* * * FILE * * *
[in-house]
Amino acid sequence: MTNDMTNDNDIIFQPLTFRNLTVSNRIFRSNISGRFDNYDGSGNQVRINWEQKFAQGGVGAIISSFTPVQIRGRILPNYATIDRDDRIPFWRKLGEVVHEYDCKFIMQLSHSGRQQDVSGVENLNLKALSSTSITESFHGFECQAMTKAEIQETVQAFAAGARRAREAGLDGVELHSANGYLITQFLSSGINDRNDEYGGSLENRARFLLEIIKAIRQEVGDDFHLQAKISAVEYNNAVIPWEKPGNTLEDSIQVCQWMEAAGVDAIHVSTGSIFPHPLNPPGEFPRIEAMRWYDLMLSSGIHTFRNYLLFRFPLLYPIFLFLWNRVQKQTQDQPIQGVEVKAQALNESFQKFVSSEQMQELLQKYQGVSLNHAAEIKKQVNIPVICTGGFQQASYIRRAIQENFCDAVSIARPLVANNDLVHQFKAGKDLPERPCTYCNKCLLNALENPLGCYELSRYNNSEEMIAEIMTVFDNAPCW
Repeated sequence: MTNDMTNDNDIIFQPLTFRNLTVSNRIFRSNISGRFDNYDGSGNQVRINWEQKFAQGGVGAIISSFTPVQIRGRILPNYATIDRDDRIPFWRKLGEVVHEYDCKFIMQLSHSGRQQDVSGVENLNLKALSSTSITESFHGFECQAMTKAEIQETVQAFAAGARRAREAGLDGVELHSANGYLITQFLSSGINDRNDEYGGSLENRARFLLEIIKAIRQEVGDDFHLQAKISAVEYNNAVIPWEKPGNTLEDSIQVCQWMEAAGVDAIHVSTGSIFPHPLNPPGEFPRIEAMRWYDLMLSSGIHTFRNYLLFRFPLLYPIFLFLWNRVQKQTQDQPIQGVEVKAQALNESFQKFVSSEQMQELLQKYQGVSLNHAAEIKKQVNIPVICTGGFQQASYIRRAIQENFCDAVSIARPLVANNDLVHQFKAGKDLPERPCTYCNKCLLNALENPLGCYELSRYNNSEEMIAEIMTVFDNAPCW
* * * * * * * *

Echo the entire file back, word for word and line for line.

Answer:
[in-house]
Amino acid sequence: MTNDMTNDNDIIFQPLTFRNLTVSNRIFRSNISGRFDNYDGSGNQVRINWEQKFAQGGVGAIISSFTPVQIRGRILPNYATIDRDDRIPFWRKLGEVVHEYDCKFIMQLSHSGRQQDVSGVENLNLKALSSTSITESFHGFECQAMTKAEIQETVQAFAAGARRAREAGLDGVELHSANGYLITQFLSSGINDRNDEYGGSLENRARFLLEIIKAIRQEVGDDFHLQAKISAVEYNNAVIPWEKPGNTLEDSIQVCQWMEAAGVDAIHVSTGSIFPHPLNPPGEFPRIEAMRWYDLMLSSGIHTFRNYLLFRFPLLYPIFLFLWNRVQKQTQDQPIQGVEVKAQALNESFQKFVSSEQMQELLQKYQGVSLNHAAEIKKQVNIPVICTGGFQQASYIRRAIQENFCDAVSIARPLVANNDLVHQFKAGKDLPERPCTYCNKCLLNALENPLGCYELSRYNNSEEMIAEIMTVFDNAPCW
Repeated sequence: MTNDMTNDNDIIFQPLTFRNLTVSNRIFRSNISGRFDNYDGSGNQVRINWEQKFAQGGVGAIISSFTPVQIRGRILPNYATIDRDDRIPFWRKLGEVVHEYDCKFIMQLSHSGRQQDVSGVENLNLKALSSTSITESFHGFECQAMTKAEIQETVQAFAAGARRAREAGLDGVELHSANGYLITQFLSSGINDRNDEYGGSLENRARFLLEIIKAIRQEVGDDFHLQAKISAVEYNNAVIPWEKPGNTLEDSIQVCQWMEAAGVDAIHVSTGSIFPHPLNPPGEFPRIEAMRWYDLMLSSGIHTFRNYLLFRFPLLYPIFLFLWNRVQKQTQDQPIQGVEVKAQALNESFQKFVSSEQMQELLQKYQGVSLNHAAEIKKQVNIPVICTGGFQQASYIRRAIQENFCDAVSIARPLVANNDLVHQFKAGKDLPERPCTYCNKCLLNALENPLGCYELSRYNNSEEMIAEIMTVFDNAPCW